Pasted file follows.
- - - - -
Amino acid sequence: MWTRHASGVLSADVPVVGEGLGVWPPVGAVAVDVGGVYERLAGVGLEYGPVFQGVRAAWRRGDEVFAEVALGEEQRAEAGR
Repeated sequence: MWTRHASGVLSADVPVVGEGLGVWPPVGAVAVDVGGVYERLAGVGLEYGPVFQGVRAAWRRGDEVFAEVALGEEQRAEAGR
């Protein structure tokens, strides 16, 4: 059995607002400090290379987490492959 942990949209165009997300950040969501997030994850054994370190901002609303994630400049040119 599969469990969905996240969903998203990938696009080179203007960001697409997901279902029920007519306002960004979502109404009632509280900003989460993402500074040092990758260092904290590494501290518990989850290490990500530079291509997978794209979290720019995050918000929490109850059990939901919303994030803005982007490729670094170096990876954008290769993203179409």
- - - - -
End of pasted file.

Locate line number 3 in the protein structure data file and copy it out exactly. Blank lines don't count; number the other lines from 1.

């Protein structure tokens, strides 16, 4: 059995607002400090290379987490492959 942990949209165009997300950040969501997030994850054994370190901002609303994630400049040119 599969469990969905996240969903998203990938696009080179203007960001697409997901279902029920007519306002960004979502109404009632509280900003989460993402500074040092990758260092904290590494501290518990989850290490990500530079291509997978794209979290720019995050918000929490109850059990939901919303994030803005982007490729670094170096990876954008290769993203179409």